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# Homework 3 ECE 4530 Due Oct 1.

The goal of this homework is to go through the design of a simple amplifier, similar to what would be needed to drive a high-bandwidth signal off chip onto a transmission line. You will verify your results in Lab 3. Your specifications are to design and amplifier which provides a voltage gain (Vout/Vs) of 10 (20dB), with a 3-dB bandwidth of 250MHz while driving an output load of 50 Ohms in parallel with 1pF (this is a good model of a data bus on a board) the 50 Ohm load can be tied to either ground or Vdd (Vdd = 2.5V). Your source impedance is 300 Ohms. That is: you have this situation:

## 300 Vout 50 Vs Vsupp either (gnd or Vdd) 1pF

Starting with the 6 topologies on the next page, which you simulated in Lab 2a, your goal is to design an amplifier that meets or exceeds the above gain and bandwidth specs, while consuming minimum total bias current. Your available design parameters are: input bias voltage Vin = Vs, RL1 and RL2, W, and L of each transistor, and Vsupp (which can either be Vdd or gnd). You may assume the following properties for your transistors (though you may not need them all): VTH = 600mV ncox = 400A/V2 Lmin = 0.25 m -1 = 0.5V for L = Lmin, (assume =0.5V-1*Lmin/L) gmb/gm = 0.1 2 cox = 4fF/m col = 0.6fF/ m cj = 1fF/ m assume that: Cgs = 2/3W*L*cox+W*col Cgd = W*col And Cdb=Csb=W*cj

1)

VDD

Vin

Vout RL1

4)

5) Vbias

## VDD RL1 Vout

6)

VDD RL1

Vin VIN

Vin

Vout RL2

We will attack this problem in a series of steps, intended to reduce the number of free parameters while building intuition about these circuits. You should feel free to use Cadence and the results of lab 2a to check yourself at each stage, as well as to inform your intuition. Follow the steps described below: Although there is not really a single right answer to an open-ended design problem like this, many of these steps ask for answers that can be right or wrong. One of the keys to good design is eliminating bad ideas as quickly as possible, so as you work through the problem, you should identify topologies that are inferior, and eliminate them. Among other things, this will save you having to analyze them at later steps (less work = good). BONUS: come up with your own topology (no more than 4 transistors) proceed through the same steps and show that it outperforms the given amplifiers when optimized. Although each student needs to do their own work, I VERY STRONGLY RECOMEND DOING THIS IN A GROUP!!! Step 1: Identify each topology (or combination of topologies) above (ie (1) is a common source amplifier, etc). List them in your answer. Based upon what you know of these types of amplifier, and your specifications, eliminate at least one topology from contention: explain why in one or two sentences.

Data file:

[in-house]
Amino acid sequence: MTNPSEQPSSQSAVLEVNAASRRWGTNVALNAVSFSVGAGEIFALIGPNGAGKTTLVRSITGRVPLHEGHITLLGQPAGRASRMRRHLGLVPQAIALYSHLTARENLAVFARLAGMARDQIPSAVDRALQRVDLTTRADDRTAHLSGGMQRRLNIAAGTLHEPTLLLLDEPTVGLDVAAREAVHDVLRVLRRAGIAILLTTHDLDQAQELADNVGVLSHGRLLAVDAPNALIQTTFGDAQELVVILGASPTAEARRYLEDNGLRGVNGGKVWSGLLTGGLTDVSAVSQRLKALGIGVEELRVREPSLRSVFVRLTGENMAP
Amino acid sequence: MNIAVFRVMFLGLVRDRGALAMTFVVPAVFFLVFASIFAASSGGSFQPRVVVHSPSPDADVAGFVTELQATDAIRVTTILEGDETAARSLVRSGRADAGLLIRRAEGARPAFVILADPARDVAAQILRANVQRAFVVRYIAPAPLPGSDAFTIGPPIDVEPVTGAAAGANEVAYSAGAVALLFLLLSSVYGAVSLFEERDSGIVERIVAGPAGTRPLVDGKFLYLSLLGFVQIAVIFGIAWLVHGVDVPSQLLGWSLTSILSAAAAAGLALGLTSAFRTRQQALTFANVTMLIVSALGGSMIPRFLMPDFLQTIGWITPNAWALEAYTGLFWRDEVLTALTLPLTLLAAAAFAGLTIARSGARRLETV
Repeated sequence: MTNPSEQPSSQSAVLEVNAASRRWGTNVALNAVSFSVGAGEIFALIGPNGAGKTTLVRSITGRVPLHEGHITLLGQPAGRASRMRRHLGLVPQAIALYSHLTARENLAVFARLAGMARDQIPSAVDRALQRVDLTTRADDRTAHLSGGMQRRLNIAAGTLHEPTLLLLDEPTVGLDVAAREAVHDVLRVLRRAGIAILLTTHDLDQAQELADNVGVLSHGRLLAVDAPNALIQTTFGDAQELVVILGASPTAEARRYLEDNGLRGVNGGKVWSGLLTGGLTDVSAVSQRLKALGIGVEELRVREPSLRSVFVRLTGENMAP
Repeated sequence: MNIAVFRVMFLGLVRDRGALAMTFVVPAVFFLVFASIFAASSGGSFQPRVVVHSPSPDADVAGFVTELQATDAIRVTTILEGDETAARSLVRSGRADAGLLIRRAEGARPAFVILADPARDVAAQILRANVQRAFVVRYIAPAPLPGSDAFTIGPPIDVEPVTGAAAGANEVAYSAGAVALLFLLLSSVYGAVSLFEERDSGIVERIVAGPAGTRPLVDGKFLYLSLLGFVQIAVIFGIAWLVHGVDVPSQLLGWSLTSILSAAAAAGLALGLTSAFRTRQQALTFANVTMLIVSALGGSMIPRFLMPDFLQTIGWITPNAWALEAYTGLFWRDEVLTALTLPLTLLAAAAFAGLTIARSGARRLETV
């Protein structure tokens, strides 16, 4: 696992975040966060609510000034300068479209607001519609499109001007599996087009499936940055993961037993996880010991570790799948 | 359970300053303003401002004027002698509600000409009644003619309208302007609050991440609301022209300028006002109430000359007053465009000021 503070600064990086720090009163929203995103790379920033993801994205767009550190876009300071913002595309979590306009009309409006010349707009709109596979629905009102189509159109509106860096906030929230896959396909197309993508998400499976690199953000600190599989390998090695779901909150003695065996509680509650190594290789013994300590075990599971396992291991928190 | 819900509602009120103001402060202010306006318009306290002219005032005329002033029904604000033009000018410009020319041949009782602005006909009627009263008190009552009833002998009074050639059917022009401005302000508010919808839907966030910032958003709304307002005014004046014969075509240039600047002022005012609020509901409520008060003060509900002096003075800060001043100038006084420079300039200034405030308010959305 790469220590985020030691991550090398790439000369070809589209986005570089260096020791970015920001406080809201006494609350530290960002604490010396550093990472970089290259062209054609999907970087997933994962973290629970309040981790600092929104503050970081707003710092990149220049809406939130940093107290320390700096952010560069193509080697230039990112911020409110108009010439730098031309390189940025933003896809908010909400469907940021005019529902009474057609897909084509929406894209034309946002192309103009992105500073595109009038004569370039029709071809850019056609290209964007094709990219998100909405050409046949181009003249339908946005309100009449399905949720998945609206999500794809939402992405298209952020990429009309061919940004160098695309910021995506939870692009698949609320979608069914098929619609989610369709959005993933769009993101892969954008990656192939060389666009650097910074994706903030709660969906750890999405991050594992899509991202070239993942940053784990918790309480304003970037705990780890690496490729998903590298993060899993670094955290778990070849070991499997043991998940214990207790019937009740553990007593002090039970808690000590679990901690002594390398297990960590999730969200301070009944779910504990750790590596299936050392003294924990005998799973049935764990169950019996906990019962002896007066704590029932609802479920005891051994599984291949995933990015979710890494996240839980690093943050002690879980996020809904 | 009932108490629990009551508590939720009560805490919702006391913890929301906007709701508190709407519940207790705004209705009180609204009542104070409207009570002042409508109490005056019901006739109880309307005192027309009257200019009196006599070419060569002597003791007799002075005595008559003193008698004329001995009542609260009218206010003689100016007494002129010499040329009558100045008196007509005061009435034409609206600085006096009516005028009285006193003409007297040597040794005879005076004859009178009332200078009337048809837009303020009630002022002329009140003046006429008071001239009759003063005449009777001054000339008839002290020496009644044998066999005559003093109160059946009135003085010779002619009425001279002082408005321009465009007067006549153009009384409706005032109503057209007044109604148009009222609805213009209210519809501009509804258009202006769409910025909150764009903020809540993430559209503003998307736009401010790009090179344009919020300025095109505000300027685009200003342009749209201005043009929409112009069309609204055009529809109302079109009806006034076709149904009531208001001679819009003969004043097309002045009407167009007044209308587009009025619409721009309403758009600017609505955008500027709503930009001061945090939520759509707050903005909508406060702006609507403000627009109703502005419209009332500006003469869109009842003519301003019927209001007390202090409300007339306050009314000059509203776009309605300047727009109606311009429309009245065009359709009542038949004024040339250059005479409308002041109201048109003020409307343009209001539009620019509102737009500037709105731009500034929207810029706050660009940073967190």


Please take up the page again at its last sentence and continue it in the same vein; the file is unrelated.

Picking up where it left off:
Step 2: for the remaining topologies, compute DC gain in each case. To do this, write out the simplest low frequency small signal model possible: that is, include gm for each device, and include ro only if necessary (hint: compute the minimum value for gm*ro) to define the impedance of a given node. Also include the explicit resistors, including 50 ohm load and 300 ohm source: can you proceed to ignore any of the gms based on topology? If so, do so. Try to eliminate at least one more topology based on the results (hint compute the maximum possible gain in each case: you may need to put ro back in to compute this). For each topology, state which components you can probably safely ignore Step 3: for the remaining topologies, work out the required relationships between gm and RL to get the desired gain. For the multi-stage amplifiers you will need to make a (slightly arbitrary) decision about how to distribute gain between the two stages: you need to choose the gain of the first stage, Av1, and second stage, Av2, so that Av1*Av2 = 5. Ultimately this gain distribution is something you may want to optimize, but the next few steps are much easier if you make a reasonable first guess. You may then want to loop back to this step after step 6 and revise your choice. Here are a few reasonable rules of thumb when making arbitrary decisions like this in high-bandwidth systems: 1) keep gm of a transistor equal to or greater than one over the resistance it drives (gm 1/RL), otherwise gain will be significantly less than one and the amplifier isnt an amplifier. 2) For common source stages, where reasonably accurate gain matters, keep gain per stage well below gmro (since ro is poorly controlled). 3) Put your higher-gain stage early (good for noise, often good for power consumption) 4) For simplicity, make the gains nice integers, or at least low-order ratios of integers (ie, 4, 2 1, , etc). Step 4: Estimate power consumption in order to achieve the gms from step 3, what must each ID be, and so, what must the total current consumption be? In most cases you will find that this depends on your choice of RL as well as VOD for each transistor. If we make the assumption that VOD = 200mV for each transistor and send RL, are there obvious winners/losers? Dont eliminate the losers just yet, but this gives you a sense of where this is going. Step 5: for the remaining topologies, work out the restrictions on bias points (ie ID and Vod) of each transistor to ensure that all transistors remain in saturation (assume squarelaw). These will take the form of inequalities relating Vod, RL, and ID. Also, where needed, compute the dependence of Vod2 on RL1 and ID1. At this point you should make an intelligent decision about the value of Vsupp for each topology to make biasing as easy as possible.